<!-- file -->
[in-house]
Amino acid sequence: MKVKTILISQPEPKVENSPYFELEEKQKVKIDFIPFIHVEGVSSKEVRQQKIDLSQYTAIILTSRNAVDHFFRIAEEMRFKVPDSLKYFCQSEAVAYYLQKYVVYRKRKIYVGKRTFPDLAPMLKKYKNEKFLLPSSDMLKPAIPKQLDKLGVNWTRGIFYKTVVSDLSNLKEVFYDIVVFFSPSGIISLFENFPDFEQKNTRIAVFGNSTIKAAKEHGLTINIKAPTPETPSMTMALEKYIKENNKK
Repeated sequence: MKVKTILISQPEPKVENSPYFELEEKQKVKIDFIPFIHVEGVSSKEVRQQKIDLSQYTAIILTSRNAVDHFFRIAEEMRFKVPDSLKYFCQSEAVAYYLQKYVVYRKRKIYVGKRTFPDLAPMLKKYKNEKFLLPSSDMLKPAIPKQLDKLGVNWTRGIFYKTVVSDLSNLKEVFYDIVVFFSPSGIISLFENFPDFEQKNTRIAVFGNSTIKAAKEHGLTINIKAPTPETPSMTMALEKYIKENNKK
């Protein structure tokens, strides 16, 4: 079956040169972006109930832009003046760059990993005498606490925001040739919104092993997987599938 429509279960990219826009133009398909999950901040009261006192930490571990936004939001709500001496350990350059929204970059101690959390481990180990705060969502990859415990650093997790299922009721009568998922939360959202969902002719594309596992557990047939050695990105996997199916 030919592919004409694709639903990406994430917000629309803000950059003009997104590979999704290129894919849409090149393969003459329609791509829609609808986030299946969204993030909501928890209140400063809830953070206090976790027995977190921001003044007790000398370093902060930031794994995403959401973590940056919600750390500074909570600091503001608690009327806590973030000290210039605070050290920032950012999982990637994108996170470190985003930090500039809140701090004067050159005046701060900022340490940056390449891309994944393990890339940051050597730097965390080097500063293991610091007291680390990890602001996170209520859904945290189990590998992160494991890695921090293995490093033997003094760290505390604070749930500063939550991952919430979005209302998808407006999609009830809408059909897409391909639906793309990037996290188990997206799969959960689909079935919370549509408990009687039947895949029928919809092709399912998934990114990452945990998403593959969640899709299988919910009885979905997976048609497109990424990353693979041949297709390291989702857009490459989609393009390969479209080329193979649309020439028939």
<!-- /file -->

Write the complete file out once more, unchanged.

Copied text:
[in-house]
Amino acid sequence: MKVKTILISQPEPKVENSPYFELEEKQKVKIDFIPFIHVEGVSSKEVRQQKIDLSQYTAIILTSRNAVDHFFRIAEEMRFKVPDSLKYFCQSEAVAYYLQKYVVYRKRKIYVGKRTFPDLAPMLKKYKNEKFLLPSSDMLKPAIPKQLDKLGVNWTRGIFYKTVVSDLSNLKEVFYDIVVFFSPSGIISLFENFPDFEQKNTRIAVFGNSTIKAAKEHGLTINIKAPTPETPSMTMALEKYIKENNKK
Repeated sequence: MKVKTILISQPEPKVENSPYFELEEKQKVKIDFIPFIHVEGVSSKEVRQQKIDLSQYTAIILTSRNAVDHFFRIAEEMRFKVPDSLKYFCQSEAVAYYLQKYVVYRKRKIYVGKRTFPDLAPMLKKYKNEKFLLPSSDMLKPAIPKQLDKLGVNWTRGIFYKTVVSDLSNLKEVFYDIVVFFSPSGIISLFENFPDFEQKNTRIAVFGNSTIKAAKEHGLTINIKAPTPETPSMTMALEKYIKENNKK
């Protein structure tokens, strides 16, 4: 079956040169972006109930832009003046760059990993005498606490925001040739919104092993997987599938 429509279960990219826009133009398909999950901040009261006192930490571990936004939001709500001496350990350059929204970059101690959390481990180990705060969502990859415990650093997790299922009721009568998922939360959202969902002719594309596992557990047939050695990105996997199916 030919592919004409694709639903990406994430917000629309803000950059003009997104590979999704290129894919849409090149393969003459329609791509829609609808986030299946969204993030909501928890209140400063809830953070206090976790027995977190921001003044007790000398370093902060930031794994995403959401973590940056919600750390500074909570600091503001608690009327806590973030000290210039605070050290920032950012999982990637994108996170470190985003930090500039809140701090004067050159005046701060900022340490940056390449891309994944393990890339940051050597730097965390080097500063293991610091007291680390990890602001996170209520859904945290189990590998992160494991890695921090293995490093033997003094760290505390604070749930500063939550991952919430979005209302998808407006999609009830809408059909897409391909639906793309990037996290188990997206799969959960689909079935919370549509408990009687039947895949029928919809092709399912998934990114990452945990998403593959969640899709299988919910009885979905997976048609497109990424990353693979041949297709390291989702857009490459989609393009390969479209080329193979649309020439028939």